The Fucking Open Web

Nine years ago I was part of an idealistic group of web advocates looking to free the web from the tyranny of the big silos. We saw web identity as a core part of the web’s future and fought to build it with web standards. That’s how I got sucked into the delusional world of open standards and web specifications. We appealed to other developers working at the big co.’s to adopt our work through any means necessary, from high ideals to public shaming. And we got some traction. Aren’t you glad everyone is using fucking OAuth now? (That group, btw, has mostly sold out taking high paying jobs at Facebook and Google, and have not heard from since).

A decade later, I’m the founder of a scrappy startup trying to reinvent web conversations. We have limited resources and a staff of almost 3, struggling to tame this fucking web. It is amazing how hard it still is to build innovative, quality web experiences. It is very much possible – there are plenty of amazing web developers building mind blowing experiences. The problem is, I can’t afford to hire them, especially since a big chunk of them work for Google and Facebook.

It’s hard running a small business. No matter where you stand in the political spectrum, the amount of regulation an American business has to deal with is fucking insane. From incorporation, liability, accounting, human resources, and taxes, the system is rigged for those who already succeeded. We have 2 full time employees and we spend over $6000 a year to make sure we comply with all the payroll and labor laws across multiple states and the federal government. But at least government regulation is a known, predictable cost.

The web on the other hand. Fuck.

I’ve been hearing a lot of high minded complaints about native apps lately. We made a bet on the web. Built a responsive site for desktop and mobile and tried to avoid the native app space (still are). Part of it was driven by cost (native app developers seems to think $50K is the smaller amount you should bill for a native app these days), but a bigger part was driven by the perception of recent breakthrough in web development. And yes, there has been significant improvement, especially around core language support and the power of transpilers.

But when it comes to page layout, to putting together a great experience, it’s shit. And by shit I mean too fucking expensive.

One front end developer can build a great native app. It will work consistently as designed. But one front end developer is likely to attempt suicide trying to do the same thing on the web, especially now that the web is mostly (but not completely) mobile. Oh please shut the fuck up about the amazing new Washington Post mobile progressive web site.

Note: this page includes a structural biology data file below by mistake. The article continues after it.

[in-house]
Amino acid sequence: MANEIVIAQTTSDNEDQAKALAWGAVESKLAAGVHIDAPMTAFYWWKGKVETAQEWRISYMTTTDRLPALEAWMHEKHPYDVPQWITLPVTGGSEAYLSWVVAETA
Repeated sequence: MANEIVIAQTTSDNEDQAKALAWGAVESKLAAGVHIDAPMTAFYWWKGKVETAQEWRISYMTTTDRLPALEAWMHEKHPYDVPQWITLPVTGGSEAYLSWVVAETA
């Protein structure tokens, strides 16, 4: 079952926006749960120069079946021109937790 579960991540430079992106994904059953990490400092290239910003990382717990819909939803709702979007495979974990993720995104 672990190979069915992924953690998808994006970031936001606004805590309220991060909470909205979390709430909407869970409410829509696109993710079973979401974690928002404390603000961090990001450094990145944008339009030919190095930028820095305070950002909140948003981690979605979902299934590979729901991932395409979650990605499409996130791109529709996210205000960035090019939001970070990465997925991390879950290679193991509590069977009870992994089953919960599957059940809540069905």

Progressive web apps might be the future but if you are a startup trying to build new experiences, front end web development is probably at its lowest point. Mobile Safari is the new IE6. We have more amazing technology than ever before but we also have so much diversity of platforms, browsers, and screen types, that building a consistent experience pretty much means using almost none of it.

You want mobile notifications? Sure, but not on mobile Safari. Multiple line ellipsis? Sure, but only on webkit. Consistent rendering size across browsers? Just fuck off. We fix a layout bug on Safari and break something on Edge. We change font size on Chrome and now all you can see on Firefox is the letter F. How about hiding the address bar or controlling swipes from the left edge of the screen? Don’t be stupid. Oh, and don’t get me started on all these new custom mobile keyboards you can use and how autocomplete can fuck with your input box events.

Yes, you can build 2007 websites much better now. They will be consistent across platforms and perform great. But my 12 year olds don’t want 2007 websites. They want 2016 apps.

We are going to build native apps because it turns out, it’s cheaper. It’s cheaper to build multiple proprietary applications than one responsive web app. As a CEO I can plan and predict the cost of building native apps, even with the required upgrades and annual breaking changes. I can’t when it comes to the web.

Now, it doesn’t mean we are giving up. I much rather build for the web and nothing else. But it pisses me off every time I see a Twitter thread about how native apps are destroying the free world. Open standards are always going to be inferior to closed ones. How many of our web evangelist are using an Apple laptop, the most closed ecosystem around? People love Apple products because a closed ecosystem will always deliver higher quality in any given moment. Now sure, 2016 Linux laptops are much nicer than Apple laptops from 2006. But nobody gives a fuck.

What’s my point? As expected, it’s shut the fuck up.

Building a native experience is unfortunately still the less risky business decision. I don’t need you to troll me on Twitter and tell me how I’m betraying the web and the free fucking world. I am just trying to keep my startup going. Web progress is open progress and open is slow, painful, and by definition designed by a committee. It takes about a decade longer for open technology to reach the maturity of closed systems.

At the end of the day it is not about technology but about cost. In the last 10 years we have turned web development upside down. Massive backend scale is now a commodity while front end development is a monetary black hole. Do I miss IE6? As a CEO, actually yes. It would be much easier developing on one browser with a monopoly size market share – which is what native platforms are today. One app for iOS, one for Android, and I got over 90% consumer coverage. I can even use a framework to share work between the two.

The web is the future. The web will always be the future. But that’s the problem. I need to ship products now.

(For a rebuttal – The Open Web, Fuck Yeah!)